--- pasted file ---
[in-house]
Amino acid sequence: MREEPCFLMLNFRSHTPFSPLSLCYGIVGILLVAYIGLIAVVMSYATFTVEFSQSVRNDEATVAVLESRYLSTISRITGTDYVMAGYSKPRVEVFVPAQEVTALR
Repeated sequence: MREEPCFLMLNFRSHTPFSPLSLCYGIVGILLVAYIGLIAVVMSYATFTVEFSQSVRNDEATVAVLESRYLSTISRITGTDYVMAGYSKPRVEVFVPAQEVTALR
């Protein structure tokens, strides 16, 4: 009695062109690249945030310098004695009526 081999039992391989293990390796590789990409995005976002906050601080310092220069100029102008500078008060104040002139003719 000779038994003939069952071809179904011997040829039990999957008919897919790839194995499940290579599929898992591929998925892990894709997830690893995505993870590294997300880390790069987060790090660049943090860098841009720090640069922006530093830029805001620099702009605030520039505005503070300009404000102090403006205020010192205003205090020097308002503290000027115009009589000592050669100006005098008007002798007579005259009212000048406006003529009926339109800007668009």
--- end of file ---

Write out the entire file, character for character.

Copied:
[in-house]
Amino acid sequence: MREEPCFLMLNFRSHTPFSPLSLCYGIVGILLVAYIGLIAVVMSYATFTVEFSQSVRNDEATVAVLESRYLSTISRITGTDYVMAGYSKPRVEVFVPAQEVTALR
Repeated sequence: MREEPCFLMLNFRSHTPFSPLSLCYGIVGILLVAYIGLIAVVMSYATFTVEFSQSVRNDEATVAVLESRYLSTISRITGTDYVMAGYSKPRVEVFVPAQEVTALR
């Protein structure tokens, strides 16, 4: 009695062109690249945030310098004695009526 081999039992391989293990390796590789990409995005976002906050601080310092220069100029102008500078008060104040002139003719 000779038994003939069952071809179904011997040829039990999957008919897919790839194995499940290579599929898992591929998925892990894709997830690893995505993870590294997300880390790069987060790090660049943090860098841009720090640069922006530093830029805001620099702009605030520039505005503070300009404000102090403006205020010192205003205090020097308002503290000027115009009589000592050669100006005098008007002798007579005259009212000048406006003529009926339109800007668009």